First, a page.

In situ Conservation
In situ means "on site", so in situ conservation is the conservation of species diversity within normal and natural habitats and ecosystems ecosystems. (By comparison, ex situ conservation focuses on safeguarding species by keeping them in places such as seed banks or living collections.)
Because our natural systems face many threats, conserving them is not easy, and must use many techniques. This include the development, designation, and management of protected areas, tackling alien invasives, habitat restoration and re-creation, and working with communities to promote sustainable plant use and land management. It is important that ex situ and in situ conservation are designed and practiced to reinforce and complement each other. For example, the collections of botanic gardens can provide a source of material for habitat restoration.
Policy tools describes the many policies and targets relevant to botanic gardens. For more information, visit this section or follow the links below.
- Article 8 of the Convention on Biological Diversity (CBD) is especially relevant to botanic gardens working for in situ conservation.
- Targets 4, 5, 6, 7 & 10 of the Global Strategy for Plant Conservation (GSPC) provide specific targets relevant to in situ plant conservation.
- The International Agenda for Botanic Gardens in Conservation (IABGC) interprets all the relevant policies targets for botanic gardens. Section 2.5 focuses on in situ conservation, but all sections are relevant, especially 2.4 (integrated conservation) 2.11, 2.8 (sustainable use of biodiversity).
Botanic gardens are active in maintaining and managing areas of natural vegetation. It is important that the skills and expertise of all relevant parties are recognised, from professional foresters to indigenous peoples. This can help us to ensure wise management of our natural resources.
- The Experience of Foresters in Re-establishment and Habitat Restoration
- Indigenous and local knowledge
The links below are journal articles that illustrate specific case studies of botanic gardens managing areas beyond their walls.
- Preservation of species: The Crosby Arboretum, Mississippi, U.S.A.
- Habitat Management: the Strategy to Preserve the Biodiversity of the Singapore Botanic Gardens Rain Forest
- The Tresor-project (French Guiana) of the newly established Regional Office of BGCI in The Netherlands
When managing and restoring natural areas, It is important to minimise habitat fragmentation, as this increases 'the edge effect', and is strongly linked with species extinctions.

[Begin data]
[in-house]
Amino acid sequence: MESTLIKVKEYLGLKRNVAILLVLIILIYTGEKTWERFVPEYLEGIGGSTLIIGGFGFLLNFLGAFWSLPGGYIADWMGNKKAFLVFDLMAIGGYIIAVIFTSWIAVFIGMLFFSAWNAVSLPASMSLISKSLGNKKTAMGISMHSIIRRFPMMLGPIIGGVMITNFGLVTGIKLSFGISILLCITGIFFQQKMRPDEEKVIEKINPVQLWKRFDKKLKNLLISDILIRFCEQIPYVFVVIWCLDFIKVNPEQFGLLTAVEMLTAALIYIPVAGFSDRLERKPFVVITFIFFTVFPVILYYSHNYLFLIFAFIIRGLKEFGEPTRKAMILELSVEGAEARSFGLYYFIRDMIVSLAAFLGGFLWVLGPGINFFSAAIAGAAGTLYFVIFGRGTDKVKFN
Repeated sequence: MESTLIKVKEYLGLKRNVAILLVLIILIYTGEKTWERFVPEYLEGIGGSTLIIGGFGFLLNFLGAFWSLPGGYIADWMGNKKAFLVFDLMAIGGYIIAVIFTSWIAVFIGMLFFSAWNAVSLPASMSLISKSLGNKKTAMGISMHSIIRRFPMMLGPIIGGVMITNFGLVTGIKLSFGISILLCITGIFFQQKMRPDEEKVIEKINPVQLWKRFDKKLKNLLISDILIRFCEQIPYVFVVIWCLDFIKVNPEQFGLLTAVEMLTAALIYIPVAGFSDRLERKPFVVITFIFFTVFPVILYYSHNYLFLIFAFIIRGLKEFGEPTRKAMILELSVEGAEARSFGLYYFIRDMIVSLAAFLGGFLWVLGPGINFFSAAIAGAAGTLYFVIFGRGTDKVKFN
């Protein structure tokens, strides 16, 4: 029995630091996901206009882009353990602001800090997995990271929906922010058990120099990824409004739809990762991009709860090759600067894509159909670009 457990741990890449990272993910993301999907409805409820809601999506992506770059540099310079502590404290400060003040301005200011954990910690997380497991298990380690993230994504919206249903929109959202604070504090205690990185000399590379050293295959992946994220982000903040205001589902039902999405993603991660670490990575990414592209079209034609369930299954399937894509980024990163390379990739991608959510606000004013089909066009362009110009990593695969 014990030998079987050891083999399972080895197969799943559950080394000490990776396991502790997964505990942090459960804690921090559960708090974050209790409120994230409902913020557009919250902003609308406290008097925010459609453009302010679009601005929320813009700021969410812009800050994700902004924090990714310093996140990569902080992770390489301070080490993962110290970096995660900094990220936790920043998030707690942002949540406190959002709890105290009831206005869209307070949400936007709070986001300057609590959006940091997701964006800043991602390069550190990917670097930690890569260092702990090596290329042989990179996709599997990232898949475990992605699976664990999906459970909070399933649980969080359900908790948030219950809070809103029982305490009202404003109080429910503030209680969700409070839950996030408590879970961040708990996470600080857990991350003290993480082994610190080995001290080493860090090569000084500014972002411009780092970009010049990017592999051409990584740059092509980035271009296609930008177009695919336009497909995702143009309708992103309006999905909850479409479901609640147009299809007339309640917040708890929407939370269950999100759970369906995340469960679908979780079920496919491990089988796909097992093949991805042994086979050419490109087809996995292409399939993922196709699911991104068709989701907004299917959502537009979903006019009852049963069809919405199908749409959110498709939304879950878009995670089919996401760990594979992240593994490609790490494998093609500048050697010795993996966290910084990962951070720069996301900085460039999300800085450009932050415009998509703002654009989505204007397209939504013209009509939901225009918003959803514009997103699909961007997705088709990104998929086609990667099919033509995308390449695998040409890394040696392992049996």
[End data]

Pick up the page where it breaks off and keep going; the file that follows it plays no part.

Restoration is defined by the Society for Ecological Restoration as: "The process of intentionally altering a site to produce a specified historic ecosystem. The intent of the work is to emulate the natural structure, function, diversity and dynamics of a defined, indigenous ecological system".
Botanic gardens are able to develop, implement and participate in plans and actions aimed at the recovery of species and the restoration of ecosystems and their diversity. In particular, botanic garden collections can provide an essential pool of plant diversity to provide plants for restoration, and their skills in botany and horticulture can assist in the suppression of aliens and the management of habitats.
These journal articles illustrate some restoration work by botanic gardens.
- Atlantic Rain Forest Restoration at Rio de Janeiro Botanic Garden Research Institute
- Seedling Propagation and Growing of Atlantic Forest Species: who is doing what?
- Conservation of Carnivorous Plants and Bog Communities at Atlanta Botanical Garden, Georgia, U.S.A.
Restoration and re-creation of vegetation types within garden and bioparks
Some gardens, such as that at Belo Horizonte (which contains 600,000m2 of cerrado and cerradão within its total area of 1,450,000 m2), include large areas of natural or naturalised land. This is in situ conservation within the garden!
- Alice Springs Desert Park - Australia's First Biopark
- Botanic Gardens - The Belo Horizonte Zoo-Botanic Foundation Natural Reserve, Brazil
Other gardens, restore or even re-create vegetation types within the garden - this can a basis for restoration of vegetation outside of the garden, as well as serving educational and scientific purposes.
Tackling Invasive Alien Species
Much of in situ conservation in concerned with combating habitat loss. However, invasive alien species are the greatest threat to biodiversity after habitat loss. They are an especially grave problem on islands. Botanic gardens can develop and implement control measures for invasive alien plants that pose great threats to biodiversity and advise their constituency on control measures.